Fifth-grader Nancy Brace’s mind was made up as she turned from the glowing television set.
“I want to play harp,” she announced to her parents and grandparents, seated in their Boulder living room around the latest episode of The Lawrence Welk Show. Most of the family was musically inclined, making the show’s champagne tunes and theatrical antics a Saturday night staple.
“Are you sure you wouldn’t like to learn piano first?” her family asked her, but Nancy shook her head. “I want to play harp.”
“In this show we all watched,” she recalls, “in all this hoopla, among the costumes and bubbles and everything else, there was the harpist in a long flowing sparkly gown. After that, it’s all I ever really wanted to do.”
The following Christmas, after enough reiterations of her instrument of choice, Nancy received her very first miniature harp, and she hasn’t stopped plucking strings since.
“If I didn’t know how to play, I’d be getting in trouble, right?” she reasons, laughing.
A Boulder native, Nancy attended Fairview High School—where she played in the orchestra—and later enrolled at Denver University, eventually continuing her studies at the Indiana University School of Music.
She was a harpist on staff at the historic Grand Hotel on Mackinac Island, Michigan, which was the set for 1980 romantic drama “Somewhere in Time.” In the film, actor Christopher Reeve’s character becomes so smitten with an old portrait of a woman (played by Jane Seymour) hanging in the hotel, he travels back in time to meet her and win her love.
That iconic scene, where the characters of Reeve and Seymour meet for the first time, is the exact spot Nancy met her husband Dan. They’ve been married for 30 years this past August, and the “Somewhere in Time” theme song is still her favorite tune to play solo.
She played shows at DU and CU, and dabbled as a self-proclaimed “cocktail lounge harpist” for many years at Churchill Tavern inside Denver’s Old Writers Manor Hotel.
It was there where she and an on-duty piano player were asked to assemble a hasty overture for the surprise arrival of President Bill Clinton and Russian President Boris Yeltsin, who were in town for the 1997 Summit of the 8. Despite the sudden flood of shouting reporters with flashing cameras, the musical duo earned the charm of the world leaders as they strode through the entrance of the historic hotel.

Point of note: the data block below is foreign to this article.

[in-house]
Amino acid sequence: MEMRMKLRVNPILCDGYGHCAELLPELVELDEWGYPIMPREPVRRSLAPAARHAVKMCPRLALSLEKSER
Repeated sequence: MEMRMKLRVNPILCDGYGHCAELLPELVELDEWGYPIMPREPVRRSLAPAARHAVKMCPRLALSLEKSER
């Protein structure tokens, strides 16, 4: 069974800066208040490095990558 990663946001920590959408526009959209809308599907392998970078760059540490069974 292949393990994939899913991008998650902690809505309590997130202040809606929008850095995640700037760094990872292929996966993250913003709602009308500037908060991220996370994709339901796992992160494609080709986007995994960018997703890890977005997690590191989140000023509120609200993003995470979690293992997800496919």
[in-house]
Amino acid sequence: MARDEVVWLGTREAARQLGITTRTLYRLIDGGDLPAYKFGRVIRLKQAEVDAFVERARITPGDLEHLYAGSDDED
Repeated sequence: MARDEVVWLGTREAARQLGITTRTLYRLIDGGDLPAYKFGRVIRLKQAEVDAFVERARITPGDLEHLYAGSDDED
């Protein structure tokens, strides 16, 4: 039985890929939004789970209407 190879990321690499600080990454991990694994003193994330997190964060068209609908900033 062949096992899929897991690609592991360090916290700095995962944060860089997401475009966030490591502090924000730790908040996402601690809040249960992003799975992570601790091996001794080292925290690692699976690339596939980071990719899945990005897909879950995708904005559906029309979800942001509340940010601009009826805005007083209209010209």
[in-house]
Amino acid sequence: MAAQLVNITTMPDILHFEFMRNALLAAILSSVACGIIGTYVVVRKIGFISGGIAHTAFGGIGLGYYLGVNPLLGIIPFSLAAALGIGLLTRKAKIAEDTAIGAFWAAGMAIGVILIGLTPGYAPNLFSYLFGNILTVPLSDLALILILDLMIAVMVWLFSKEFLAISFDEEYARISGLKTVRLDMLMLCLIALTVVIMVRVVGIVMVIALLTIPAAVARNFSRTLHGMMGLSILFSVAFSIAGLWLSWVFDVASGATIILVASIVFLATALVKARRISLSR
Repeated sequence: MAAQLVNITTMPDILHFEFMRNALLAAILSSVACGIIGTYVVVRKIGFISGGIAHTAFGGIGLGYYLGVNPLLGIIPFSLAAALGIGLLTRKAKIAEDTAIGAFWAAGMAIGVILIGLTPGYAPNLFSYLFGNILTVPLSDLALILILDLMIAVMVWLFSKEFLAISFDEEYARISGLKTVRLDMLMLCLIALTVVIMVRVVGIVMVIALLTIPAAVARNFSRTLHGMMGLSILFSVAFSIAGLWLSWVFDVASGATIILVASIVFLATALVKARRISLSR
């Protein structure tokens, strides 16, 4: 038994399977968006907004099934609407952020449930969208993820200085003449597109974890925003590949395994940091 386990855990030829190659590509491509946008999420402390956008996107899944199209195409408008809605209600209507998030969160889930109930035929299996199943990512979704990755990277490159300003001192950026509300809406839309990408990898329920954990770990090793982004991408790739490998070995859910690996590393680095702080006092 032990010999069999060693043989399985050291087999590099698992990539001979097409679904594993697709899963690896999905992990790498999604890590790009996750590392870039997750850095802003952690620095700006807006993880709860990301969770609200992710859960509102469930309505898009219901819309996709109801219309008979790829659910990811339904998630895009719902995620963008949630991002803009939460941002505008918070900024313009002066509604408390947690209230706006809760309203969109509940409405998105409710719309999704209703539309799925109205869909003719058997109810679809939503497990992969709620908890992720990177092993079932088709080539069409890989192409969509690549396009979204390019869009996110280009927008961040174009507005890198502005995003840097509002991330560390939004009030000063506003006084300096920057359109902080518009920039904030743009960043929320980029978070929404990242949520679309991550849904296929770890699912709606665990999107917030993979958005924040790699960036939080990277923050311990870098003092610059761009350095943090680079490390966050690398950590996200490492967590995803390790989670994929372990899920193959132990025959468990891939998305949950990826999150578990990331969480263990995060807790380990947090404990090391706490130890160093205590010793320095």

When she eventually moved back to Boulder, Nancy shopped at McGuckin Hardware, the store where she had fond memories growing up, including flashbacks of the owner Dave Hight loading her up with treats from the candy aisle.
“I came and talked to Dave in the early ‘90s and said, ‘hey, you could use some music in here,’” says Nancy.
Dave knew just the person. He offered Nancy a gig playing her harp in the store as customers did their holiday shopping—a tradition that has lasted almost 25 years.
“We started playing in the tool aisle and then we were moved onto a platform among the Christmas trees,” she says, “Dave has been there since day one as the biggest proponent of my music.”
Around that time, Nancy got an ensemble together— enlisting old friends whose sounds complimented each other. Brett Wallace, a fellow Fairview High School graduate (who later taught orchestra there) played cello. Tracy LaGuardia, Nancy’s friend from DU, played violin.
They called themselves A Touch of Class Trio, and they continue to play together at diverse venues across the Front Range. Every weekend in December, however, they can be found making melodies at the hardware store.
“We really like to perform in that atmosphere, with people milling around,” says Nancy, “We’ve all agreed that it’s the ideal gig.”
When she’s with the group, Nancy’s favorite song to play is “The Prayer.” Last year, after the trio finished performing the song in the store’s center aisle, Nancy was approached by a teary-eyed shopper whose mother had recently passed away. “The Prayer” was used at the funeral to remember her life. The shopper came to McGuckin to peruse holiday wares, but was touched by the serendipitous drifting tune that met her ears.
“It’s unexpected in a hardware store, yet it makes such an impact in their lives,” she says, “It’s those kinds of things that really get you. That’s why we all do music. That’s what makes it all worth it.”